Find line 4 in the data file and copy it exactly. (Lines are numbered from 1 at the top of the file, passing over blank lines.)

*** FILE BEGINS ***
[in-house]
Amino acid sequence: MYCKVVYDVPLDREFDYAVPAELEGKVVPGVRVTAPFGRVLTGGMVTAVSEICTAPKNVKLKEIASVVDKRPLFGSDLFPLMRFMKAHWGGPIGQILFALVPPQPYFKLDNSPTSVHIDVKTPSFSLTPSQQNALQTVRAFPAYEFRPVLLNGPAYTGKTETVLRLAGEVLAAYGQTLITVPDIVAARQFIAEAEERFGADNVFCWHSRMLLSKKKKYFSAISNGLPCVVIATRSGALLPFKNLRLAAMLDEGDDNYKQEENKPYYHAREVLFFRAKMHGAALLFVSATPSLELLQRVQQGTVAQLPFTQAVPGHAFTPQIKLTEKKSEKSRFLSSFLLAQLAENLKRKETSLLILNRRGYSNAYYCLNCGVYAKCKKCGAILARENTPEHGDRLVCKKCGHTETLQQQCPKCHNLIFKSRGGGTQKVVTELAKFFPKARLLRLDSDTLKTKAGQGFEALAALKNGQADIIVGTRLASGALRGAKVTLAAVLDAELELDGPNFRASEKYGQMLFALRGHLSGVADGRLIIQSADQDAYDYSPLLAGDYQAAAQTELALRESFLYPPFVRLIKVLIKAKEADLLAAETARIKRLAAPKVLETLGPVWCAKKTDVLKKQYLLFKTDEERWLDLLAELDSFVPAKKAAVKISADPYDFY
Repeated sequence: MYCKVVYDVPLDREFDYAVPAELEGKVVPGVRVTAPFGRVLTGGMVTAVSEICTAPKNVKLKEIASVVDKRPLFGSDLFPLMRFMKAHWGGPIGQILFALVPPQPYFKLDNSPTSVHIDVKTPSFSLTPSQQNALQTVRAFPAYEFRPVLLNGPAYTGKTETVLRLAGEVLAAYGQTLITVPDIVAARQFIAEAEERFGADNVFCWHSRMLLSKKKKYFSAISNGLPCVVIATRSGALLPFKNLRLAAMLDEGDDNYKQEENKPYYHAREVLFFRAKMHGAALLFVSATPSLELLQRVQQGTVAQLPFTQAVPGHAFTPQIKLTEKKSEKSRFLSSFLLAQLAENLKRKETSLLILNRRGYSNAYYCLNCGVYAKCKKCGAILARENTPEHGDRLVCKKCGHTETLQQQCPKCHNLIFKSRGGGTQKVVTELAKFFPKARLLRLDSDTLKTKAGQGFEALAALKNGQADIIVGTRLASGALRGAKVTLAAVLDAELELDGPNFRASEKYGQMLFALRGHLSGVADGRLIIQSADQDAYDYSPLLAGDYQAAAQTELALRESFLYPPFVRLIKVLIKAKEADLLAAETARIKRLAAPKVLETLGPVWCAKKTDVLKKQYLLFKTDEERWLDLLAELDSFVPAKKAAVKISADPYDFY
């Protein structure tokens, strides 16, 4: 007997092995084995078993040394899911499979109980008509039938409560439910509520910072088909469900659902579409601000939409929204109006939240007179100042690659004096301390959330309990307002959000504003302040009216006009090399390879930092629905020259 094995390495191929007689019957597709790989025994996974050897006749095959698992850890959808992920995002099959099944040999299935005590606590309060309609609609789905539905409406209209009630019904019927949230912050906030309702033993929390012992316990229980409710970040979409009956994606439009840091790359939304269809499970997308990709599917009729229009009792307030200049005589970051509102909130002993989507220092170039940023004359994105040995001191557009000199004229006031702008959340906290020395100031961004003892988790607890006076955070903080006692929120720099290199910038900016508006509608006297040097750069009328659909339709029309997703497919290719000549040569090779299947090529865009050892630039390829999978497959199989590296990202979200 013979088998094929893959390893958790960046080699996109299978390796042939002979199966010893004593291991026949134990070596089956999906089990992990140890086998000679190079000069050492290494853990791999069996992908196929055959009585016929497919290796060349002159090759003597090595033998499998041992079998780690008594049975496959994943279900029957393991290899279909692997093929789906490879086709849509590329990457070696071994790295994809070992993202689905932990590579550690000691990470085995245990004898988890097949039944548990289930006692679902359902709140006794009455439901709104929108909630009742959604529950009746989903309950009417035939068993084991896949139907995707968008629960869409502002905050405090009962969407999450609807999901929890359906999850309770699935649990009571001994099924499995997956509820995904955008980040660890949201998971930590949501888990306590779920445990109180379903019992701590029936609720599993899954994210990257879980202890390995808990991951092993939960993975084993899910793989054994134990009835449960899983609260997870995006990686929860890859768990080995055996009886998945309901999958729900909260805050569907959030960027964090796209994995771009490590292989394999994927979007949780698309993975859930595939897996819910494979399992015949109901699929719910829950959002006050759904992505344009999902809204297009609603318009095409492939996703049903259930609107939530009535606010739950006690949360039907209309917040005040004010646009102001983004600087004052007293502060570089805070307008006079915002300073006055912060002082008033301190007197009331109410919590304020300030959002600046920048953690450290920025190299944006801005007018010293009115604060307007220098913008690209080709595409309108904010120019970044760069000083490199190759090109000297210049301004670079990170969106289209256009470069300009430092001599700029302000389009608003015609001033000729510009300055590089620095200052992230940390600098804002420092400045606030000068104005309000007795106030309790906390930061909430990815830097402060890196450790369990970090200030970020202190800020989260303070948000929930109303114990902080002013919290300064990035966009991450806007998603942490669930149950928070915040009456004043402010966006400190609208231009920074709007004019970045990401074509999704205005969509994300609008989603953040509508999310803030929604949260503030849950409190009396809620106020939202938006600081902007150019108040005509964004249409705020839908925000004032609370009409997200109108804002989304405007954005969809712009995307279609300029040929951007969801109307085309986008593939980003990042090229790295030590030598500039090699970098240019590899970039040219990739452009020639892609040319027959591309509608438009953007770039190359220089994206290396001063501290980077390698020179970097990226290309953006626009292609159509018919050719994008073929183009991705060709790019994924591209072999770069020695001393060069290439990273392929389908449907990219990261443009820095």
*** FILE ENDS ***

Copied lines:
């Protein structure tokens, strides 16, 4: 007997092995084995078993040394899911499979109980008509039938409560439910509520910072088909469900659902579409601000939409929204109006939240007179100042690659004096301390959330309990307002959000504003302040009216006009090399390879930092629905020259 094995390495191929007689019957597709790989025994996974050897006749095959698992850890959808992920995002099959099944040999299935005590606590309060309609609609789905539905409406209209009630019904019927949230912050906030309702033993929390012992316990229980409710970040979409009956994606439009840091790359939304269809499970997308990709599917009729229009009792307030200049005589970051509102909130002993989507220092170039940023004359994105040995001191557009000199004229006031702008959340906290020395100031961004003892988790607890006076955070903080006692929120720099290199910038900016508006509608006297040097750069009328659909339709029309997703497919290719000549040569090779299947090529865009050892630039390829999978497959199989590296990202979200 013979088998094929893959390893958790960046080699996109299978390796042939002979199966010893004593291991026949134990070596089956999906089990992990140890086998000679190079000069050492290494853990791999069996992908196929055959009585016929497919290796060349002159090759003597090595033998499998041992079998780690008594049975496959994943279900029957393991290899279909692997093929789906490879086709849509590329990457070696071994790295994809070992993202689905932990590579550690000691990470085995245990004898988890097949039944548990289930006692679902359902709140006794009455439901709104929108909630009742959604529950009746989903309950009417035939068993084991896949139907995707968008629960869409502002905050405090009962969407999450609807999901929890359906999850309770699935649990009571001994099924499995997956509820995904955008980040660890949201998971930590949501888990306590779920445990109180379903019992701590029936609720599993899954994210990257879980202890390995808990991951092993939960993975084993899910793989054994134990009835449960899983609260997870995006990686929860890859768990080995055996009886998945309901999958729900909260805050569907959030960027964090796209994995771009490590292989394999994927979007949780698309993975859930595939897996819910494979399992015949109901699929719910829950959002006050759904992505344009999902809204297009609603318009095409492939996703049903259930609107939530009535606010739950006690949360039907209309917040005040004010646009102001983004600087004052007293502060570089805070307008006079915002300073006055912060002082008033301190007197009331109410919590304020300030959002600046920048953690450290920025190299944006801005007018010293009115604060307007220098913008690209080709595409309108904010120019970044760069000083490199190759090109000297210049301004670079990170969106289209256009470069300009430092001599700029302000389009608003015609001033000729510009300055590089620095200052992230940390600098804002420092400045606030000068104005309000007795106030309790906390930061909430990815830097402060890196450790369990970090200030970020202190800020989260303070948000929930109303114990902080002013919290300064990035966009991450806007998603942490669930149950928070915040009456004043402010966006400190609208231009920074709007004019970045990401074509999704205005969509994300609008989603953040509508999310803030929604949260503030849950409190009396809620106020939202938006600081902007150019108040005509964004249409705020839908925000004032609370009409997200109108804002989304405007954005969809712009995307279609300029040929951007969801109307085309986008593939980003990042090229790295030590030598500039090699970098240019590899970039040219990739452009020639892609040319027959591309509608438009953007770039190359220089994206290396001063501290980077390698020179970097990226290309953006626009292609159509018919050719994008073929183009991705060709790019994924591209072999770069020695001393060069290439990273392929389908449907990219990261443009820095």